Why I’m Off The Geno Bandwagon
I have stepped off.
There, I said it.
It’s been quite a ride, one that involved personally providing about 1/3 of this video’s total views. I am also the ESPN Football Today Podcast’s designated Chiefs SuperFan, and when we SuperFans pretended to be GM’s and did our own mock draft, I of course rushed to the (totally metaphorical in this case) podium and took Geno Smith 1st overall.
That same day it was announced that the Chiefs had agreed to the trade for Alex Smith in principle, and I reacted pretty much like this.
But, a lot then changed over the past few weeks.
First, the Chiefs went out and had themselves one heck of a free agency. The team was able to retain the services of our three most important free agents, picked up some solid additional pieces and everyone they let go was replaced. RT Eric Winston who was this year’s shocking cut, is still on the market. So, as questionable as that decision seemed at the time, apparently the NFL is seeing something we don’t.
In the end, my greatest fear with the Alex Smith trade was that this new regime saw our loaded roster and thought, “We can probably win games with these guys plus a game manager.” Like many others, nightmares of Matt Cassel were dancing in my head.
I also just wanted this team to draft a damn quarterback in the first round for once come hell or high water. That is something this team has never done since I have been alive, and during my 25 years on this Earth only two quarterbacks drafted by the team have started a game for the Chiefs – Doug Hudson and Brodie Croyle (spoiler: both sucked).
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But, at some point, once the kneejerk frustration wore off, I realized I was projecting all of my hopes and dreams onto Geno and what he might become, but wasn’t really looking at it all in the proper context.
First off, I don’t really watch college football. I went to a university without a football program and I only really have time to be irrationally obsessed with one team in one league at a time. From what I understand, however, most of the conferences are heavily lopsided and if you truly are a 1st-round NFL quarterback, you should dominate the collegiate competition. Geno didn’t do that and had several duds in his senior year.
Secondly, when determining a player’s worth, it’s about more than what your team wants. Value is determined by the market, and the market is determined by buyers and sellers.
When you’re watching the stock market, you don’t want to follow the chatter. Studies have actually shown that statistically you are better off doing a fire sale on any stock Mad Money’s Jim Kramer tells you to buy.
Instead, investors and market watchers are following the “smart money.” Don’t listen to the talking heads, watch the people at the top whose livelihoods depend on being right about this stuff and who are consistently the best at it. In this case, we have the actual NFL teams and their armies of scouts to observe. If you see how they behave, you get a good idea about what the smart people think about this year’s market for quarterbacks.
So far, the consensus seems to be that another team’s backup is better than any of the incoming rookies. While the Chiefs moved first, every other QB-needy team has also pounced. The Raiders snagged Matt Flynn, the Cardinals in turn got Carson Palmer. Mike Vick was hurriedly (and expensively) re-signed. The Bills grabbed Kevin Kolb and the Jets took David Garrard. Matt Cassel, who we all know to be of the highest caliber of quarterback, was on the market for just a few hours before signing a new deal with Minnesota to compete with their starter. Heck, even 37-year-old Matt Hasselbeck was out there for less than 24 hours before getting another job.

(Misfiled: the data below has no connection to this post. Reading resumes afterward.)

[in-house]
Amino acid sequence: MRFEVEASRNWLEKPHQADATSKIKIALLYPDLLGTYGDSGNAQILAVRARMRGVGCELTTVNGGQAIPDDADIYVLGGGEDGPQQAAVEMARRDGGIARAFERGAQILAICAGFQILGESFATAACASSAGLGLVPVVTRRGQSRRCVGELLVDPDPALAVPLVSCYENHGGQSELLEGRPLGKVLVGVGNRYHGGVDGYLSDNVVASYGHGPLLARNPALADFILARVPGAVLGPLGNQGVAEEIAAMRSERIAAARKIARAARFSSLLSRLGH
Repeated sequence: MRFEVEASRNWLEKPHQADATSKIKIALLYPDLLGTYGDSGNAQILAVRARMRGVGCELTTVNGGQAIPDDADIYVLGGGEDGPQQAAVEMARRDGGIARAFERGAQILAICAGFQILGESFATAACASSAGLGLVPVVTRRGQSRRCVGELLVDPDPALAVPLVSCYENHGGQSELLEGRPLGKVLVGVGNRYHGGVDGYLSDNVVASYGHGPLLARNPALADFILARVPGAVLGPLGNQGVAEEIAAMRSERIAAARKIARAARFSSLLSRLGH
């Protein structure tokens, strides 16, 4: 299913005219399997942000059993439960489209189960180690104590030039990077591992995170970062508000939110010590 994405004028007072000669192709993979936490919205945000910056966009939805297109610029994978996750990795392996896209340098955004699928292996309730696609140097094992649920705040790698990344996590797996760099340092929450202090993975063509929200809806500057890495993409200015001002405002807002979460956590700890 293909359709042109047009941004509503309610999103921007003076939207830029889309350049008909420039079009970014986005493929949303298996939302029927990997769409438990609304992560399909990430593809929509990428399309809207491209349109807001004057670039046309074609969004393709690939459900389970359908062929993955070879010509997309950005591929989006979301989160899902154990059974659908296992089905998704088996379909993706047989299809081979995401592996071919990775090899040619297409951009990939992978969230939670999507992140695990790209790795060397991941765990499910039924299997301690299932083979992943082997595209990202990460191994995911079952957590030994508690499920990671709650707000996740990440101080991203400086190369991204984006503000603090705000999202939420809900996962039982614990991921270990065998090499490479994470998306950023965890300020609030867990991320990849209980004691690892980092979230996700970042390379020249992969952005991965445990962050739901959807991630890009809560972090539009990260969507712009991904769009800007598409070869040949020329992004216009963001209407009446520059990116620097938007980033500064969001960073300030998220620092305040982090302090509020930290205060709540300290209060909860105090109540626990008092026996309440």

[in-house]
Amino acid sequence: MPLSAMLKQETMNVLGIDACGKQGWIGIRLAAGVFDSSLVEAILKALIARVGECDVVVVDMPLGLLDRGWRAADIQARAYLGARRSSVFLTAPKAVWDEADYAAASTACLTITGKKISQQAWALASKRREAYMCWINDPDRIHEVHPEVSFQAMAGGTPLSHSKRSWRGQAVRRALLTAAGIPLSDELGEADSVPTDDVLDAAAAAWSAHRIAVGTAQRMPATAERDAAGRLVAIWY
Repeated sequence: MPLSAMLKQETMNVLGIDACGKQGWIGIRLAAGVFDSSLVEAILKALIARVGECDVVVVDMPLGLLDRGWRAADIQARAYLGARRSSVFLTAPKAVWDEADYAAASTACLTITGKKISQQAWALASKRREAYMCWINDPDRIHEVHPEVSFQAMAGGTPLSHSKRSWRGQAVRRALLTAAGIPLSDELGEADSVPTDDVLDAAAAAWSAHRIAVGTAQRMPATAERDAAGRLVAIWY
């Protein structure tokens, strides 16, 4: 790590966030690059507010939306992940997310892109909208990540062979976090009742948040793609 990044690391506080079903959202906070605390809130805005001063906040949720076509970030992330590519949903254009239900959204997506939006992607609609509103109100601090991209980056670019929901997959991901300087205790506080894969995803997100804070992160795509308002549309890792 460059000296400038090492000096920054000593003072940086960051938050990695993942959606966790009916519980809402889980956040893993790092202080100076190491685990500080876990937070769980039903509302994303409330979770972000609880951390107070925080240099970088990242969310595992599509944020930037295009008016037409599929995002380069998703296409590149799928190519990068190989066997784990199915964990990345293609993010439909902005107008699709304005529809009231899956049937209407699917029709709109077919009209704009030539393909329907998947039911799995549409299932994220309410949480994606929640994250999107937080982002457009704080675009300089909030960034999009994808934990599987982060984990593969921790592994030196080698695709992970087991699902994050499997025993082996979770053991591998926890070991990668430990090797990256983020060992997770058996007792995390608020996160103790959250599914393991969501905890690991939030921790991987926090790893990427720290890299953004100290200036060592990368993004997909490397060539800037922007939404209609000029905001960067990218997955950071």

Of course, many of these QB-hungry teams will likely draft quarterbacks later this month as well, but these moves are still very telling. Most years, veteran quarterbacks sit out on the open market for most of the spring and even summer before getting snagged for backup and compete-to-start positions. Most teams want to at least see how the draft shakes out before going after those guys, because, most years, there are plenty of good QB prospects and teams know that those veteran options will still be there after the picks have been made.
This year, we’ve seen the opposite market reaction. There has been a total run on veteran signal-callers BEFORE the draft, which means that QB-needy teams see little value in the draft at that position and are trying to fill their holes now with little faith that they are going to get a guy who would have the potential to compete for a starting position this year.
This, coupled with the fact that every talent evaluator I respect says there are no 1st-round quarterbacks this year, tells you a lot about Geno’s value as a prospect and why it would be foolhardy to take him at 1st overall.
Kelley L Cox-USA TODAY Sports
The second big reason I have moved on from my Geno obsession is that I have finally come around to the guys that Dorsey and Reid have added in Alex Smith and Chase Daniel. I am very excited to see what Reid can do with Smith, who is the type of quarterback that Reid’s offense is meant for (unlike McNabb and Vick). Meanwhile, I think Daniel is a good grab for a backup especially because he is young and has a lot of upside.
If you need more convincing on Smith, I suggest reading this and this by our pals over at Arrowhead Pride. If you’re still not convinced, please proceed to blast me in the comments section as usual.